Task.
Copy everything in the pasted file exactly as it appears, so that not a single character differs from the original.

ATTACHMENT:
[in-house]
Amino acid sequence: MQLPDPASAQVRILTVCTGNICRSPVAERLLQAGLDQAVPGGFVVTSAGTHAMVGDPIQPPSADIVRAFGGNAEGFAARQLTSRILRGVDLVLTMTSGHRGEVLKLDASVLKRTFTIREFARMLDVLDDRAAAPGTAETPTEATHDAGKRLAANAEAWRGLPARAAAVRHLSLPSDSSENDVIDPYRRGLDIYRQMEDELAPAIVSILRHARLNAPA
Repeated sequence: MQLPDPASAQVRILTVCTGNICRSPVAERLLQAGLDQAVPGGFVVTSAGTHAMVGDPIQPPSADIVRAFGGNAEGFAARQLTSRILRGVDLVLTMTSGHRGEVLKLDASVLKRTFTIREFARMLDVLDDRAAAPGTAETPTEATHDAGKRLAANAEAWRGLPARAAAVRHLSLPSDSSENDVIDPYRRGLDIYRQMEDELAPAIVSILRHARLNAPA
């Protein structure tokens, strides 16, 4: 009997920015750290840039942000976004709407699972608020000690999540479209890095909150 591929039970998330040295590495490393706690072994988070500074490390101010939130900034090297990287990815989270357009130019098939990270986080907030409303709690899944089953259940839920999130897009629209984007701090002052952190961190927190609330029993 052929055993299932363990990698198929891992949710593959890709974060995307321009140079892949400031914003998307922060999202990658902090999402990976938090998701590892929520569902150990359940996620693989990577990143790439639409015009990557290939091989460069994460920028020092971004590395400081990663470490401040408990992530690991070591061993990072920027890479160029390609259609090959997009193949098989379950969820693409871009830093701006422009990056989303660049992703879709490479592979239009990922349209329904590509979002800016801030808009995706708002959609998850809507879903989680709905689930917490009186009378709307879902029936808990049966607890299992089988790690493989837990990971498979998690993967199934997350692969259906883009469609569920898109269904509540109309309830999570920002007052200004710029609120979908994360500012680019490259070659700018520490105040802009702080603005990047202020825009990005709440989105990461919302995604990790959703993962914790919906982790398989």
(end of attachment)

[in-house]
Amino acid sequence: MQLPDPASAQVRILTVCTGNICRSPVAERLLQAGLDQAVPGGFVVTSAGTHAMVGDPIQPPSADIVRAFGGNAEGFAARQLTSRILRGVDLVLTMTSGHRGEVLKLDASVLKRTFTIREFARMLDVLDDRAAAPGTAETPTEATHDAGKRLAANAEAWRGLPARAAAVRHLSLPSDSSENDVIDPYRRGLDIYRQMEDELAPAIVSILRHARLNAPA
Repeated sequence: MQLPDPASAQVRILTVCTGNICRSPVAERLLQAGLDQAVPGGFVVTSAGTHAMVGDPIQPPSADIVRAFGGNAEGFAARQLTSRILRGVDLVLTMTSGHRGEVLKLDASVLKRTFTIREFARMLDVLDDRAAAPGTAETPTEATHDAGKRLAANAEAWRGLPARAAAVRHLSLPSDSSENDVIDPYRRGLDIYRQMEDELAPAIVSILRHARLNAPA
């Protein structure tokens, strides 16, 4: 009997920015750290840039942000976004709407699972608020000690999540479209890095909150 591929039970998330040295590495490393706690072994988070500074490390101010939130900034090297990287990815989270357009130019098939990270986080907030409303709690899944089953259940839920999130897009629209984007701090002052952190961190927190609330029993 052929055993299932363990990698198929891992949710593959890709974060995307321009140079892949400031914003998307922060999202990658902090999402990976938090998701590892929520569902150990359940996620693989990577990143790439639409015009990557290939091989460069994460920028020092971004590395400081990663470490401040408990992530690991070591061993990072920027890479160029390609259609090959997009193949098989379950969820693409871009830093701006422009990056989303660049992703879709490479592979239009990922349209329904590509979002800016801030808009995706708002959609998850809507879903989680709905689930917490009186009378709307879902029936808990049966607890299992089988790690493989837990990971498979998690993967199934997350692969259906883009469609569920898109269904509540109309309830999570920002007052200004710029609120979908994360500012680019490259070659700018520490105040802009702080603005990047202020825009990005709440989105990461919302995604990790959703993962914790919906982790398989």